4.2 Prioritising adaptation options and selecting preferred ones

Based on the assessments of possible adaptation options, a selection of the most suitable ones should be carried out. Most often a multi-criteria analysis (MCA) can prove useful for ranking and selecting preferred options. The preferred list of adaptation options should also be agreed with stakeholders and stakeholders should be involved in MCA assessments in order to include different values and criteria in the assessment.

Such a MCA should include a set of criteria, such as:

  • urgency with respect to already existing threats
  • early preparatory action (to avoid future damage costs)
  • range of effect (options covering multiple risks might be favoured)
  • cost-benefit ratio
  • efficiency and effectiveness of the measures to deliver adaptation
  • Socio economic implications for different societal groups
  • time-effectiveness
  • robustness under a broad range of likely future impacts
  • flexibility for adjustments or reversibility in case of diverging developments
  • political and cultural acceptability
  • enhancement of learning and autonomous adaptive capacity, etc.

When uncertainty could become a reason for inaction, applying the principles of adaptive management (e.g. focus on flexible solutions, win-win options, robust measures under a range of possible scenarios) will facilitate decision-making (see How to factor in uncertainty?).

When it comes to selecting and prioritising appropriate adaptation options for implementation, a prudent approach begins by recognising that there are several viable options, and combinations of options, for effective adaptation. Some of them will be better suited to minimise the risks associated with implementation even in the face of associated uncertainties regarding the risks and benefits. These options are referred to as:

  • "No-regrets adaptation options" that are worthwhile whatever the extent of future climate change will be;
  • "Low-regrets options" that are adaptive actions for which the associated costs are relatively low and for which the benefits, although primarily realised under projected future climate change, may be relatively high;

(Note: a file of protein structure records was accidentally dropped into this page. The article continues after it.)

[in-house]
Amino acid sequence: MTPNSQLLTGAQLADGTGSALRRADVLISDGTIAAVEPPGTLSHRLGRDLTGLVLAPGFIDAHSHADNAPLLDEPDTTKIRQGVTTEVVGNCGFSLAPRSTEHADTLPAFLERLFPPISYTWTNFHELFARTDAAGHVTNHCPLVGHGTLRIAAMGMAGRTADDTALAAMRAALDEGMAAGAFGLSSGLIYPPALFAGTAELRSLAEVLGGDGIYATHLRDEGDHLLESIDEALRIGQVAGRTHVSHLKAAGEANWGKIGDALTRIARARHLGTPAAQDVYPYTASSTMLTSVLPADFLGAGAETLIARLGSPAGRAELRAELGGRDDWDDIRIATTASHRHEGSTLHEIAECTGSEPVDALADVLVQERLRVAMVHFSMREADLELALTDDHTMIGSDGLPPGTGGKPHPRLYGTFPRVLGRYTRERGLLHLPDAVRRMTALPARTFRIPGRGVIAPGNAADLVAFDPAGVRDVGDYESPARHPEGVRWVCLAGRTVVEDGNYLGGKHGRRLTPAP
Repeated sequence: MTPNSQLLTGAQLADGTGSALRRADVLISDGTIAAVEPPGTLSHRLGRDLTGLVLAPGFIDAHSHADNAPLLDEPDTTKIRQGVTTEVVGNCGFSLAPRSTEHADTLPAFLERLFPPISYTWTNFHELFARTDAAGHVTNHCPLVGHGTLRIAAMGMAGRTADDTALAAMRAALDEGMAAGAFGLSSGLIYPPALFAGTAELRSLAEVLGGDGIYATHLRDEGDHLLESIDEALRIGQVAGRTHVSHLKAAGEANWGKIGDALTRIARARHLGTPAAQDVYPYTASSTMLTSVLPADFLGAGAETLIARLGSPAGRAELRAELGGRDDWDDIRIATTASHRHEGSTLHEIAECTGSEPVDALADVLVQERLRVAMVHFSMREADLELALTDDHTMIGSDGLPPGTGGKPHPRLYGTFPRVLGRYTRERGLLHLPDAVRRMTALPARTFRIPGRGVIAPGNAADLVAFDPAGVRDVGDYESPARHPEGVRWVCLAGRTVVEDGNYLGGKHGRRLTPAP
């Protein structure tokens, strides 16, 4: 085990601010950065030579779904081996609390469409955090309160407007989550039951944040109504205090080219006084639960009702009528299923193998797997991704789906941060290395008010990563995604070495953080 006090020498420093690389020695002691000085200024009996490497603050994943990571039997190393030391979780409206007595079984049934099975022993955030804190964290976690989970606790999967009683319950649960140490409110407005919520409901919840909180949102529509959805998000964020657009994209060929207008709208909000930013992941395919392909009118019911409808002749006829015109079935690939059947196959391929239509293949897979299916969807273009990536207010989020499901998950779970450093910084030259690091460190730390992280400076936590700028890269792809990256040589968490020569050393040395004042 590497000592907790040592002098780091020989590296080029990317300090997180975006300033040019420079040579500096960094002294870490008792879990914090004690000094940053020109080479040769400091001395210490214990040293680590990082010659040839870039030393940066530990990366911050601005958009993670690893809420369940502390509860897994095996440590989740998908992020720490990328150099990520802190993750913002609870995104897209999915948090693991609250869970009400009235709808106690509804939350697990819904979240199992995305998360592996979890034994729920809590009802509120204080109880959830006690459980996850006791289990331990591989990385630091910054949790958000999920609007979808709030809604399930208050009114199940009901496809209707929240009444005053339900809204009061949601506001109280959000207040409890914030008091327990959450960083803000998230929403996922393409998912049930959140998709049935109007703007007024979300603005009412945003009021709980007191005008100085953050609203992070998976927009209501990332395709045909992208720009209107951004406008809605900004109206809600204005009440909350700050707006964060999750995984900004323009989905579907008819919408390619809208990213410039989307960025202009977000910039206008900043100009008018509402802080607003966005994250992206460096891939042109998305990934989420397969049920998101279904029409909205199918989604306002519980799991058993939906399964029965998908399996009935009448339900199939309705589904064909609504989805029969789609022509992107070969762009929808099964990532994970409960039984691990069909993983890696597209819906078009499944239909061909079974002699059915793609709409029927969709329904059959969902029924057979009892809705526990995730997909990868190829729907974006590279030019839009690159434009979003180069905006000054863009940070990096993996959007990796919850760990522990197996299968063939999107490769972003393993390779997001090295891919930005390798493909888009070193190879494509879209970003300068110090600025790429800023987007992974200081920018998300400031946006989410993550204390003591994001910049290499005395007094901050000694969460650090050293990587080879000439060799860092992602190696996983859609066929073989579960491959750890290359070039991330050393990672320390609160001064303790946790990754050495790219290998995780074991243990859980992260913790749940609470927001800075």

• "Win-Win options" are adaptation options that deliver the desired result in terms of minimising the climate risks or exploiting potential opportunities but also have significant contribution to another social, environmental or economic goal;
  • "Flexible or adaptive management options" are those options that can be adjusted easily (and with low cost), if circumstances change compared to the projections made initially; and
  • "Multiple-benefit options" provide synergies with other goals such as mitigation, disaster risk reduction, environmental management or sustainability (e.g. ecosystem based approaches usually provide such multiple benefits).

Due to the broad range of potential future climate change impacts and their implicit uncertainties, multiple-benefits, no-regret and low-regret adaptation options should be favoured (see key principles). Examples include water saving devices in regions experiencing drought or water scarcity or insulation of buildings in regions exposed to heat waves. Insisting on options with multiple benefits can also facilitate the funding of related measures, by pulling resources and putting the emphasis on shared benefits which outweigh the costs of investments.

Additional resources

Rationale, approach and added value of Key Type of Measures for adaptation to climate change

Using Key Type Measures to report climate adaptation action in the EEA member countries

Towards ‘just resilience’: leaving no one behind when adapting to climate change — English (europa.eu) .

Language preference detected

Do you want to see the page translated into ?

Exclusion of liability
This translation is generated by eTranslation, a machine translation tool provided by the European Commission.